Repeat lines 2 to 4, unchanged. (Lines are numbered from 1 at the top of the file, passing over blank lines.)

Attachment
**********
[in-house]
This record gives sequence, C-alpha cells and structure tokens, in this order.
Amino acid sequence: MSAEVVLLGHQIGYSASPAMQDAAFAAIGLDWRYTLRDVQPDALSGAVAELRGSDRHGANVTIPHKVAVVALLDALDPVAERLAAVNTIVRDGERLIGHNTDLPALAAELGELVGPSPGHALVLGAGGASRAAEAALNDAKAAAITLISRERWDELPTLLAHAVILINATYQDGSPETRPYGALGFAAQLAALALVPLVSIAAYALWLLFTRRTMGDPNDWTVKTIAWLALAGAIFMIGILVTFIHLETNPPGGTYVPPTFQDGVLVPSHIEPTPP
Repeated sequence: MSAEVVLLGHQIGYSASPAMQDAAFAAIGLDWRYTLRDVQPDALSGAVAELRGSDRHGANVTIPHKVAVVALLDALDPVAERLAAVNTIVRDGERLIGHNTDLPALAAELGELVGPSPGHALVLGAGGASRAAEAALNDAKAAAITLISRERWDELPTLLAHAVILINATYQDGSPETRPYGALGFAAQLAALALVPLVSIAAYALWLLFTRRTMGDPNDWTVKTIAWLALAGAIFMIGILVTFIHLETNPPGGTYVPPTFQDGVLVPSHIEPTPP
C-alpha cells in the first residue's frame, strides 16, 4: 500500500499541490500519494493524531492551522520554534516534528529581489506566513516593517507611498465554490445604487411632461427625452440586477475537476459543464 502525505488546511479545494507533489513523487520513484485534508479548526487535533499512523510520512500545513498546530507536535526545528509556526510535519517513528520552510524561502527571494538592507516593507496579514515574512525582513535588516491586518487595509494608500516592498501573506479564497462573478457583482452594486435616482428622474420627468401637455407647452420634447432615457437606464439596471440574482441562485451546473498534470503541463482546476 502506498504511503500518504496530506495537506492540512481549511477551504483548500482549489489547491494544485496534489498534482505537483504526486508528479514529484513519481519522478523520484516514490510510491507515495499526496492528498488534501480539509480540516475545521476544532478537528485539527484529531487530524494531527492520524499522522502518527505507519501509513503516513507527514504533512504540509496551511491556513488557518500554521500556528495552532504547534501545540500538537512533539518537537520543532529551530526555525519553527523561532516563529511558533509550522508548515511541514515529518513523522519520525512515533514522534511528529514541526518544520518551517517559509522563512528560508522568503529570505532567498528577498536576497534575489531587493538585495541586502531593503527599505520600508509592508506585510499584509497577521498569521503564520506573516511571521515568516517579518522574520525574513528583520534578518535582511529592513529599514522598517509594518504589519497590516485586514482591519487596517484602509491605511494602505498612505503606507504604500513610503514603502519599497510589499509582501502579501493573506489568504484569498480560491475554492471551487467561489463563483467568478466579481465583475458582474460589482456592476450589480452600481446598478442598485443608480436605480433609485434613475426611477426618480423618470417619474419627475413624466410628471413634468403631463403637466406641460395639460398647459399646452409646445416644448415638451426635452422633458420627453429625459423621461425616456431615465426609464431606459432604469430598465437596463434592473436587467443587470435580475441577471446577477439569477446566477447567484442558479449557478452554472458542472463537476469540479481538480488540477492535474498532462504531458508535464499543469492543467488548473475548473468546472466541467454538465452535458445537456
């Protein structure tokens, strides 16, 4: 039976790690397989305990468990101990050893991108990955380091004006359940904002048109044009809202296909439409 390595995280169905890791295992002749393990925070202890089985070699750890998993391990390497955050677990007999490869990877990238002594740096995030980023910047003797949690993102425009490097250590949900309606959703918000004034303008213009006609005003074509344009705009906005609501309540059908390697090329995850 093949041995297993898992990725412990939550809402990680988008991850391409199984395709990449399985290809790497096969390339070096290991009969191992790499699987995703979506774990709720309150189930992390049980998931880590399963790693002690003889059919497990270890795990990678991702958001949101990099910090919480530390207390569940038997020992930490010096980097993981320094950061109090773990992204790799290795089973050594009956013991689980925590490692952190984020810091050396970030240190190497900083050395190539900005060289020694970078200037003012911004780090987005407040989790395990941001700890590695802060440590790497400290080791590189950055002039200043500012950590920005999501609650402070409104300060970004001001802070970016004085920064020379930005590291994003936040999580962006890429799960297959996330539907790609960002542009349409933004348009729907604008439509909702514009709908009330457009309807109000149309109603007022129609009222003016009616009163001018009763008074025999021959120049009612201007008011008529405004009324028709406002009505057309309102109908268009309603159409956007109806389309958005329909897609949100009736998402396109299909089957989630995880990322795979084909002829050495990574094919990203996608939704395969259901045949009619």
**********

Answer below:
This record gives sequence, C-alpha cells and structure tokens, in this order.
Amino acid sequence: MSAEVVLLGHQIGYSASPAMQDAAFAAIGLDWRYTLRDVQPDALSGAVAELRGSDRHGANVTIPHKVAVVALLDALDPVAERLAAVNTIVRDGERLIGHNTDLPALAAELGELVGPSPGHALVLGAGGASRAAEAALNDAKAAAITLISRERWDELPTLLAHAVILINATYQDGSPETRPYGALGFAAQLAALALVPLVSIAAYALWLLFTRRTMGDPNDWTVKTIAWLALAGAIFMIGILVTFIHLETNPPGGTYVPPTFQDGVLVPSHIEPTPP
Repeated sequence: MSAEVVLLGHQIGYSASPAMQDAAFAAIGLDWRYTLRDVQPDALSGAVAELRGSDRHGANVTIPHKVAVVALLDALDPVAERLAAVNTIVRDGERLIGHNTDLPALAAELGELVGPSPGHALVLGAGGASRAAEAALNDAKAAAITLISRERWDELPTLLAHAVILINATYQDGSPETRPYGALGFAAQLAALALVPLVSIAAYALWLLFTRRTMGDPNDWTVKTIAWLALAGAIFMIGILVTFIHLETNPPGGTYVPPTFQDGVLVPSHIEPTPP